Water Column Stratification

Stratification of ocean water is a naturally occurring phenomenon that is important to the structure, circulation and productivity of the oceans.1-3 The formation of vertical stratification in the water column is a consequence of water masses with different densities. Water density is strongly influenced by temperature and salinity; with less dense, warmer surface waters floating on top of denser, colder waters. The boundary between the warmer and cold waters is called the thermocline. Water is unable to passively mix across this layer, but wind, upwelling, down-welling and storms help move water across the boundary. For instance, winter storms create turbulent mixing between water layers. Mixing is critical for ecosystem productivity because it brings nutrients to the surface and oxygen to deeper waters. During springtime warming, the waters stratify, trapping phytoplankton near the surface, resulting in a spring bloom in the nutrient rich water. The spring bloom in turn provides food for many marine animals and plays an important role in the global carbon cycle.4-6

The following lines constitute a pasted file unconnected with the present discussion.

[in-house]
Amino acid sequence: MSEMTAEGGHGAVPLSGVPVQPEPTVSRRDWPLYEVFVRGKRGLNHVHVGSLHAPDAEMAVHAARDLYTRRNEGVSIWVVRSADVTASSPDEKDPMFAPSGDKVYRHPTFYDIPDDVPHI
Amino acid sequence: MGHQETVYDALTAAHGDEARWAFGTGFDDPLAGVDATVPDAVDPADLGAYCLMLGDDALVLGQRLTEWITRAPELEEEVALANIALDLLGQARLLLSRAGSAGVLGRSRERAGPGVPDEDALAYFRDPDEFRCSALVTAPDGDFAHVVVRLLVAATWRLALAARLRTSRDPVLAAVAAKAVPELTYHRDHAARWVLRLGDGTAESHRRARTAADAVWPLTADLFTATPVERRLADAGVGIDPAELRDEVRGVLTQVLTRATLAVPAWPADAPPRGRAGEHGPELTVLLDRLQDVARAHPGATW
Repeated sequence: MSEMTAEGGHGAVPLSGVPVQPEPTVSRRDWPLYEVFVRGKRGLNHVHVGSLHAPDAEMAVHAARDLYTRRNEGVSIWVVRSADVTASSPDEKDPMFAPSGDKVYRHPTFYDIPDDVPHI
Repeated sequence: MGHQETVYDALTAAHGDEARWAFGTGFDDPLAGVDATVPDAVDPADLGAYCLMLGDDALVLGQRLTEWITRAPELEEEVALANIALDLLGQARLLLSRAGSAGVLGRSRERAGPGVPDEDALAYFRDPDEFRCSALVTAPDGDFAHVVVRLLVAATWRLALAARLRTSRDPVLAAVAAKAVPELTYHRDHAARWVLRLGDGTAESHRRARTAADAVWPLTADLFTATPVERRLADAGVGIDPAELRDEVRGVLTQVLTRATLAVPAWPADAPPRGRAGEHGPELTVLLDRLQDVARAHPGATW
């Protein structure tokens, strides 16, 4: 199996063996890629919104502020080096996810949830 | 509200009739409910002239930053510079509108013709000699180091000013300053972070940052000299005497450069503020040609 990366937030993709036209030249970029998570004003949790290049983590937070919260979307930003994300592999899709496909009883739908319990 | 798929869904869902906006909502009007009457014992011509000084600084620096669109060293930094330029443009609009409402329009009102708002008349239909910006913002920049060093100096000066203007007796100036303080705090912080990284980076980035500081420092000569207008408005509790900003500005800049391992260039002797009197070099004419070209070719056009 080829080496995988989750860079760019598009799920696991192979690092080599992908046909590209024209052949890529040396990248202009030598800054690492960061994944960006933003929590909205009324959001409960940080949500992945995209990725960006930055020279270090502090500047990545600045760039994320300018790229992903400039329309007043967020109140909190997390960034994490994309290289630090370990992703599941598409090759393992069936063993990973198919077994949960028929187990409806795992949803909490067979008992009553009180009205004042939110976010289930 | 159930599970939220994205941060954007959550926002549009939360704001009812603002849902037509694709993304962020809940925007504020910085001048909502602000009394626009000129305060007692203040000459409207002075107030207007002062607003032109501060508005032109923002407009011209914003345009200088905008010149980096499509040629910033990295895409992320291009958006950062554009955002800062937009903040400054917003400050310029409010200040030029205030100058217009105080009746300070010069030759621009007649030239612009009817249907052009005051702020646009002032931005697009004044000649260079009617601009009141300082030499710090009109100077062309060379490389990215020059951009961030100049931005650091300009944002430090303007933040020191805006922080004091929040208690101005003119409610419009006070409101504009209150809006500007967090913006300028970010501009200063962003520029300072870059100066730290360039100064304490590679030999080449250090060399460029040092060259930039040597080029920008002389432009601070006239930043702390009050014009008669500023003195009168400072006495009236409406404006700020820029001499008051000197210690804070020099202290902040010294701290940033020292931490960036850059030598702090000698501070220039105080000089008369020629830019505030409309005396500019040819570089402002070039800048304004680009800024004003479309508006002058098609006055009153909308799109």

While stratification of the water column is important, prolonged or strengthened stratification can have negative impacts. As the temperature of coastal waters increase, the thermocline becomes a more powerful boundary, making it more difficult for the nutrient rich waters to reach the surface. This potential reduction in upwelling and mixing can result in local or widespread biomass loss and changes in species composition. Between 1951 and 1993 zooplankton biomass off Southern California decreased by 80% as a result of warming surface waters. In some areas the water temperature rose by 1.5oC and restricted coastal upwelling and nutrient availability.7

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